Lincoln's Box at Ford's Theatre
Lincoln attended Ford's Theatre to view the play "Our American Cousin". Seven hours before the assassination, John Wilkes Booth left a note at Vice President Andrew Johnson's residence, "Don't wish to disturb you. Are you at home? J. Wilkes Booth."
Lincoln is Shot
Currier & Ives print, The Assassination of President Lincoln.
Account by William Cullen Bryant:
After Booth shot Lincoln he lept on the stage from Lincoln's box, breaking his leg. As he ran from the stage, some heard Booth shout sic semper tyrannus , which is Latin for "thus always to tyrants". Others in the audience thought he shouted "The South is avenged!". Booth ran backstage, and being famliar with the theatre where he had acted, made his way downstairs and out the back door where he had a horse waiting for him in the back alley-way. One year previous to this fateful event, Booth, who was a leading Shakespeare actor of his time, played in Julius Caesar, in which after the assassination of Caesar one of the assassins, said "How many times shall this, our lofty scene be acted o'er, in states unborn and accents yet unknown?" The scene was acted o'er again, only this time it was real and Booth was the perpetrator and Lincoln the victim. When Lincoln passed away at 7:22 am on April 15, his Secretary of War, Edwin M. Stanton, standing at Lincoln's bedside, said "Now he belongs to the ages."
Lincoln's Body Lies in State
Lincoln died April 15, 1865 at 7:22 AM. Here his body lies in state at the East Room of the White House, where it remained until his funeral on April 19. Lincoln's tomb in Oak Ridge Cemetary, Springfield IL, was built in 1871, where thieves attempted to steal the body in 1876 for ransom. In the early 20th century the tomb was redesigned to prevent a recurrence.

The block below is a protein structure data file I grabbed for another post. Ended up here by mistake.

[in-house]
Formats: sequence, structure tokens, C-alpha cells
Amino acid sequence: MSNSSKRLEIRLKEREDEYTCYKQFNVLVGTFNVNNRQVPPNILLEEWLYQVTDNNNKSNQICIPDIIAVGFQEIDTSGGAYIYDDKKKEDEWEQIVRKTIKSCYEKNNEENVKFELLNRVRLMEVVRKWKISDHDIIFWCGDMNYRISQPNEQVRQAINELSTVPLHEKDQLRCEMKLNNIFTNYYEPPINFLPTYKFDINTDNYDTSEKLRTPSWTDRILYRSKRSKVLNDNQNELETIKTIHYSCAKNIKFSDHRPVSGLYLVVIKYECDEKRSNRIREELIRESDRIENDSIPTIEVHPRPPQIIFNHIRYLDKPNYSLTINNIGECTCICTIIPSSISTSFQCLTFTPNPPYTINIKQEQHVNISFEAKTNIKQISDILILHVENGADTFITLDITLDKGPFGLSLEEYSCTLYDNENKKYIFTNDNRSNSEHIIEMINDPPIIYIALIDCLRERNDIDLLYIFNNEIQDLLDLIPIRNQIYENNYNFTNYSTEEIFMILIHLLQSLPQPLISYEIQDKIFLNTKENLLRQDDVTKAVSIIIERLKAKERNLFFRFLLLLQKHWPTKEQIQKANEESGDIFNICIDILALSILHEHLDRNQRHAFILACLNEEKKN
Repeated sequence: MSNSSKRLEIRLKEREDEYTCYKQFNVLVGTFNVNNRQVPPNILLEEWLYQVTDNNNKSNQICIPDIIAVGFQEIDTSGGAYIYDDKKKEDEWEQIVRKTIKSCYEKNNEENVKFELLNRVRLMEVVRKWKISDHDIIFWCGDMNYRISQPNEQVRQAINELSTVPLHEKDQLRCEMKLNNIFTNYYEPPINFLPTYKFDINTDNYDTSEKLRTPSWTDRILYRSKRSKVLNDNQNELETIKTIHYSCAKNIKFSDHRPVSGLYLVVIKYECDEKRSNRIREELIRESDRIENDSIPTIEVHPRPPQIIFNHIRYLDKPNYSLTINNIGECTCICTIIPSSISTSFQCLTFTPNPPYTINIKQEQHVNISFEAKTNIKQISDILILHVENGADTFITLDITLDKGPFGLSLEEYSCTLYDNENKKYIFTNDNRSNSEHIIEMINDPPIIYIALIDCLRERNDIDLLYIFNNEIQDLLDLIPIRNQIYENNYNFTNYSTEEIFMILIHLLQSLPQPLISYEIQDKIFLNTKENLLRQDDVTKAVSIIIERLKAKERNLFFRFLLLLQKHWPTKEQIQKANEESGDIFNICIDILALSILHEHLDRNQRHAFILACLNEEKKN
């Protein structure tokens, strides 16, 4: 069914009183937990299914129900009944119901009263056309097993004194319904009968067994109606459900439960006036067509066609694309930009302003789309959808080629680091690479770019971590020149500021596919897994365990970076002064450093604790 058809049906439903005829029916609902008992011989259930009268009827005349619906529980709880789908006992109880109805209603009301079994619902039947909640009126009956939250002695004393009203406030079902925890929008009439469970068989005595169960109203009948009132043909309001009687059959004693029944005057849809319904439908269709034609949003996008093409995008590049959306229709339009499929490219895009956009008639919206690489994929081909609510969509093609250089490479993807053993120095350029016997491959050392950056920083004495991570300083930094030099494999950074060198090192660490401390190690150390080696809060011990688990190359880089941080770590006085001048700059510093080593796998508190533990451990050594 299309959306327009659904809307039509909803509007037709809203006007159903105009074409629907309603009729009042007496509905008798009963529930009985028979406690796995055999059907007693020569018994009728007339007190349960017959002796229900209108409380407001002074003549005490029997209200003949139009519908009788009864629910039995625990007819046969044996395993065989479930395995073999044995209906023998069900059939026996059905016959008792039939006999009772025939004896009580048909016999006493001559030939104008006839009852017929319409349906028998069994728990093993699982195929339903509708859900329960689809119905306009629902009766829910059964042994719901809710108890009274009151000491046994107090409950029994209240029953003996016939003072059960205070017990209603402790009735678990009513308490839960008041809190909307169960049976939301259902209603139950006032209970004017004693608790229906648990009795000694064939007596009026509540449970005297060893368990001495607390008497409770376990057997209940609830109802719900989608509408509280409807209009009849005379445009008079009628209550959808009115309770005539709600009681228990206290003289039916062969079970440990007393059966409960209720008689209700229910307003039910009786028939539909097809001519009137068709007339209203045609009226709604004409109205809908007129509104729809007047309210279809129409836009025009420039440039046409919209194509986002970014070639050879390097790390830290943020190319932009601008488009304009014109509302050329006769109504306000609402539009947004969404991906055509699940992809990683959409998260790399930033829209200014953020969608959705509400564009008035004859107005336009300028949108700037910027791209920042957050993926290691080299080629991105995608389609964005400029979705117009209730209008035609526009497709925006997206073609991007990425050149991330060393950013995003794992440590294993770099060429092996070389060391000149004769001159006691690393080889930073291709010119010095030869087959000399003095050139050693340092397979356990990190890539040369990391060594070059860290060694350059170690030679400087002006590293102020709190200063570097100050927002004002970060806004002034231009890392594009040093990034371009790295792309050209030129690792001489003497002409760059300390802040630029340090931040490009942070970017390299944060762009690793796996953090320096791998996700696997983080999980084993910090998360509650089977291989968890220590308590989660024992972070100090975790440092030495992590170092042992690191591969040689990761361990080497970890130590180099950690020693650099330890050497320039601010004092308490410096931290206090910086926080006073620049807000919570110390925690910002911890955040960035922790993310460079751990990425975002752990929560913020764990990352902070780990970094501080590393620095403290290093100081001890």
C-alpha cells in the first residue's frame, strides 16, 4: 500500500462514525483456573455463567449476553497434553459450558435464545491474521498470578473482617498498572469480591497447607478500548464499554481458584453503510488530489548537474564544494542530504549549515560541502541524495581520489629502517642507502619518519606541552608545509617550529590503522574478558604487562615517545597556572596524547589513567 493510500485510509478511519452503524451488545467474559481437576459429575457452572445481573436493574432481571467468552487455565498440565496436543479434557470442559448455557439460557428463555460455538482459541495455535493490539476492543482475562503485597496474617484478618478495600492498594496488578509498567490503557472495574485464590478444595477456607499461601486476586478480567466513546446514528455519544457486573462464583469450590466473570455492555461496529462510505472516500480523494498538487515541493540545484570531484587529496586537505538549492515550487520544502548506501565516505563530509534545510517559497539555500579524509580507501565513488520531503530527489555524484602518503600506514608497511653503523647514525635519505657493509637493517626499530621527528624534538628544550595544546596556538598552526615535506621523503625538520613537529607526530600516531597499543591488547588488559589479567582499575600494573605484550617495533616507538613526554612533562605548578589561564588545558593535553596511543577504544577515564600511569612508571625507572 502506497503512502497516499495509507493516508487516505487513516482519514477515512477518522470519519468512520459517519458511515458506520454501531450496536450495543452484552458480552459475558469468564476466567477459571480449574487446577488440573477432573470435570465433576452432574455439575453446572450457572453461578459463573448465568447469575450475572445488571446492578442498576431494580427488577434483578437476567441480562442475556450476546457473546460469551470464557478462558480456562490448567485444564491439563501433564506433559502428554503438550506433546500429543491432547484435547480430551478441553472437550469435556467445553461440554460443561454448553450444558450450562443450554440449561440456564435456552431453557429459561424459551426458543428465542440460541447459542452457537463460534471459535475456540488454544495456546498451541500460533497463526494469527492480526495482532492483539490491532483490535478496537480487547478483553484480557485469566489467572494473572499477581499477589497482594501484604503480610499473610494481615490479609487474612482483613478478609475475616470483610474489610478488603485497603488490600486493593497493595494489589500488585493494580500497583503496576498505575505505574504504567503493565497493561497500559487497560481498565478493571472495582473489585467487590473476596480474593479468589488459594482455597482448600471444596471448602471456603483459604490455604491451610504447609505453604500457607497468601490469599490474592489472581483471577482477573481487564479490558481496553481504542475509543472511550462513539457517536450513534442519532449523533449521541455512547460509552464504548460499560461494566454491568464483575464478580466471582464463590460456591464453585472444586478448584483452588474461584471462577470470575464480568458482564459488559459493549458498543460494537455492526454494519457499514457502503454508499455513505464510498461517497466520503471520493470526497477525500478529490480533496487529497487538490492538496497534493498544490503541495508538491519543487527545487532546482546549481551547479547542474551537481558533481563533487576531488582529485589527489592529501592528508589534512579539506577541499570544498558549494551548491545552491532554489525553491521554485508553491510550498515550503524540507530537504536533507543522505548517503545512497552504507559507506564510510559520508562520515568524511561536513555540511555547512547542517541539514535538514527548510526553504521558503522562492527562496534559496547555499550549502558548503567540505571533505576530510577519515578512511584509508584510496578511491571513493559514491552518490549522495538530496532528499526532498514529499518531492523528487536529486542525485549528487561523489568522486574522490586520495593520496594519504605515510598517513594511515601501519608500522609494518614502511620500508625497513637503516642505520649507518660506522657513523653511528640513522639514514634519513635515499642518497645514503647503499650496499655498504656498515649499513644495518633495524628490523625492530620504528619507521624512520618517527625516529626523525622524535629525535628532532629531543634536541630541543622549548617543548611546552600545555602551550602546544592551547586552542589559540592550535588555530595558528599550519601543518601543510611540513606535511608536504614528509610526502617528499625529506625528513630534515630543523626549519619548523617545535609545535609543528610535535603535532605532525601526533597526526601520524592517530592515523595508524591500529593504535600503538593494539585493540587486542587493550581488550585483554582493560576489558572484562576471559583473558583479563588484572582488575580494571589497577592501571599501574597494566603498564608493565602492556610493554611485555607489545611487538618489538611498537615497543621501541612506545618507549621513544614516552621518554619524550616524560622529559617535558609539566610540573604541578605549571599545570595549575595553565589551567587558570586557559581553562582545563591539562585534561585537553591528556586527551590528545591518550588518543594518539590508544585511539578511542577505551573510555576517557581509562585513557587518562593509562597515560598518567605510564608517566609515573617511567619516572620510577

Conspirators Ready to Hang
July 7, 1865, the Lincoln conspirators prepare to hang. Booth escaped hanging; he was killed April 26 by the slightly looney Sgt. Boston Corbett, a man who had castrated himself to protect himself from sin.
The Dead Conspirators
The Lincoln conspirators, finally dead. 1,500 people witnessed the spectacle.
Close up of the Conspirators
A close up of the dead conspirators. From left to right: Mary Surratt (owner of the inn Booth stayed at, and the first woman executed by the U.S. Government); Lewis Paine; David Herold; and George Atzerodt.
The Morbid Curse of Robert Todd Lincoln?
Robert Todd Lincoln, the president's oldest son, was at Lincoln's side when he passed away in 1865. Years later, as Secretary of War, Todd Lincoln was present and ready to meet President James A Garfield, when Garfield was assassinated. And, when Todd Lincoln entered the Pan-American Exposition Hall in Buffalo, NY, President William McKinley was assassinated by an anarchist.